When it comes to aging, Abraham Lincoln took the high road by focusing on the experience gained along the way, stating, “And in the end, it’s not the years in your life that count; it’s the life in your years.” Mark Twain offered a decidedly more flippant take on the subject: “Age is an issue of mind over matter. If you don’t mind, it doesn’t matter.” That comment might have been made in jest, but it’s worth remembering that there’s often a fair amount of truth in humor. American culture tends to celebrate youth, but there truly is something to be said for the joys of aging.
Celebrating the Joys of Aging
Advertisers would have you think that growing older is all about aches and pains and wrinkles and grey hair. Savvy seniors know that there is much more involved to adding years to your age. While few would argue that garnering years is all rainbows and unicorns, there are certainly some positive things about aging.
Seniors Are Happier
According to Smithsonian Magazine, seniors tend to be happier than their younger counterparts, and there are multiple scientific studies to prove it. It seems as if negative emotions like anger, fear, and sadness become less pronounced as people age and gain emotional maturity. Risk-taking and regret tend to decrease, and self-acceptance and happiness often blossom as people get better at living in the moment.
Seniors Enjoy Financial Perks
A single senior discount may not produce massive savings; however, these discounts are a very common phenomenon. Entertainment venues, restaurants, museums, retail establishments, and travel groups all tend to offer them. When combined, they can produce substantial savings.
Seniors Have Clear Priorities
Younger people are often pulled in multiple directions. They are often torn between what they want, what they think they should do, and what others tell them they need to do. Seniors usually have a much easier time when it comes to sorting out their wants and their needs. A lifetime of experience has given them real skills when it comes to prioritizing.
Seniors Have the Bilaterization Bonus
It’s true. Aging is associated with some losses in memory and cognition. However, the brain is an amazing thing. As the Boston Herald reports, studies show that seniors are more likely to benefit from bilaterization. In other words, seniors are more likely than younger adults to use both hemispheres of their brain simultaneously. It’s a habit that can actually sharpen their reasoning and problem-solving skills, allowing them to excel at cognitively challenging tasks.
Seniors Have a Higher Sense of Self-Esteem
With experience comes wisdom. While seniors might not have all the answers, they do have a better understanding of their strengths and weaknesses. They recognize that a failure or loss isn’t the end of the world because they’ve already picked themselves up from catastrophes in the past. While younger adults are sometimes shattered by an academic failure or career setback, older adults are far less likely to be crushed by the dramatic twists and turns of life. Their sense of self is already firmly established, so they don’t tend to gauge their worth by outside forces.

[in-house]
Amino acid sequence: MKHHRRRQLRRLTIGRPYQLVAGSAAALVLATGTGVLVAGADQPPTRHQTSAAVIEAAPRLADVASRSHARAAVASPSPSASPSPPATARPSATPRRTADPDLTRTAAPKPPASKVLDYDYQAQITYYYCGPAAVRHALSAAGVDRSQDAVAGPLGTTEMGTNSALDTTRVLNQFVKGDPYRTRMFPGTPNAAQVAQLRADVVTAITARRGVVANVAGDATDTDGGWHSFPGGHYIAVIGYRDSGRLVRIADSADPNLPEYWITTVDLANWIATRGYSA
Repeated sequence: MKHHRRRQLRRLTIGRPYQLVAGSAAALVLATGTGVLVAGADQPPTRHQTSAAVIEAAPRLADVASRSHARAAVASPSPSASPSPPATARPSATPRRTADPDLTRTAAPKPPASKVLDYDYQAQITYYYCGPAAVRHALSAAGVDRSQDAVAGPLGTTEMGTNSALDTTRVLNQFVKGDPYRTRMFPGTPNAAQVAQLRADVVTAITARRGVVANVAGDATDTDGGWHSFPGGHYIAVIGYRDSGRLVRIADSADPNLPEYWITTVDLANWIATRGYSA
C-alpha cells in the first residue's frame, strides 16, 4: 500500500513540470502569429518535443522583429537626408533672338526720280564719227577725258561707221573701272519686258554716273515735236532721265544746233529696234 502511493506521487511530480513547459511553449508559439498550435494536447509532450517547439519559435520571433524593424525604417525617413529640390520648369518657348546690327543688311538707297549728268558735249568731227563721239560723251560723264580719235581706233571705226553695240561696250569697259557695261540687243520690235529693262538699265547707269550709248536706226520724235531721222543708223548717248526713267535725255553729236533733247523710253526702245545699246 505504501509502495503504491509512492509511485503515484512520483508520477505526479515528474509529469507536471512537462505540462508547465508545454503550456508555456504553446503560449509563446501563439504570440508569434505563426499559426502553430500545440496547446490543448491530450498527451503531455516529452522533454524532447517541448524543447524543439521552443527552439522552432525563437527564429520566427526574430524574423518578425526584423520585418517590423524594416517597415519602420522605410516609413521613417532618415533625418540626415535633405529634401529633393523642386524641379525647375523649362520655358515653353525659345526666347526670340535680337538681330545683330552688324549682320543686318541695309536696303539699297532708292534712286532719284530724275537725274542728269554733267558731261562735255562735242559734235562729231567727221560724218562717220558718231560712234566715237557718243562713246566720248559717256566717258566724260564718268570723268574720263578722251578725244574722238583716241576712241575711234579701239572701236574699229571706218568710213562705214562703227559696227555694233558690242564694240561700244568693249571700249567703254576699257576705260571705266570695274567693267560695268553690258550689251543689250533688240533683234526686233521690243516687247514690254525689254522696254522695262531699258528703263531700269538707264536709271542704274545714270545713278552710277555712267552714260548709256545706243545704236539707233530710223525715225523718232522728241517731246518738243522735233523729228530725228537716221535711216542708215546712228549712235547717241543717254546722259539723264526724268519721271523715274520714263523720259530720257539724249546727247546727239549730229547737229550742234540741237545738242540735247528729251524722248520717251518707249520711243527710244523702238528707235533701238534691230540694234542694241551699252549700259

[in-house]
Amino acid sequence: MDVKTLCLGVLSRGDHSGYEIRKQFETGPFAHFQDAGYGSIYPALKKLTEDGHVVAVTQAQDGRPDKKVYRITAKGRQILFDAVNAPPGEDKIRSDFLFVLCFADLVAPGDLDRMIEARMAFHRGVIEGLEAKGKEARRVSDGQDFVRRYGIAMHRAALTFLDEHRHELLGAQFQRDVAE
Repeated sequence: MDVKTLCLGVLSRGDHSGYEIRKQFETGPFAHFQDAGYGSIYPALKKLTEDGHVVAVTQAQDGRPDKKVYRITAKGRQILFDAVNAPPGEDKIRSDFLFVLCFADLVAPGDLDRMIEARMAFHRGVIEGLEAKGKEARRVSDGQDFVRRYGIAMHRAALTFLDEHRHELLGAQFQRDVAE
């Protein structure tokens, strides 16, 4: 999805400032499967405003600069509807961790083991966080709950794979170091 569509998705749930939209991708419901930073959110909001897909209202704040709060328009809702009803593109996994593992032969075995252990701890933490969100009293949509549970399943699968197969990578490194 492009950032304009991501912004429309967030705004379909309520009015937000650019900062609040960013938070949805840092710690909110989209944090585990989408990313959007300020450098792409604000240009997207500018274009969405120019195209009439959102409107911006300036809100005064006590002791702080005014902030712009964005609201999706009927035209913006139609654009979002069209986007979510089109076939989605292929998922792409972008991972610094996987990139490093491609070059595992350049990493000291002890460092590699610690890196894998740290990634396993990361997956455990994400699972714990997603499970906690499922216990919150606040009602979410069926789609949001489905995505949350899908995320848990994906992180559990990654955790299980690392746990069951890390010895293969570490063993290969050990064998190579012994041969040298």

Seniors Suffer Less from Allergies
Allergic reactions can run the gamut. In some cases, they produce a runny nose, itchy eyes, cough, and general misery. In other situations, they can trigger anaphylaxis, a cascade of severe reactions that can be deadly. One of the joys of aging is that the production of Immunoglobulin E (which is suspected of being the major culprit behind allergies) diminishes, according to the BBC. Having less Immunoglobulin E in your system means that if you have an allergic reaction, your symptoms are likely to be milder.
Seniors Worry Less About What Others Think
Over the years, people typically hone certain skills. One of these is emotional management. As a result, negative emotions like anger, fear, and sadness lose some of their sting, so older adults tend to be happier. They also learn to prioritize. Focusing on what really matters allows them to let go of what doesn’t. When you combine those skills with the fact that older adults have a higher sense of self-esteem, it’s no surprise that seniors spend less time worrying about what other people think. That’s freeing.
No matter what your age, it’s important to recognize and celebrate the joys of aging. Growing older isn’t just an inevitability – it’s also a gift!
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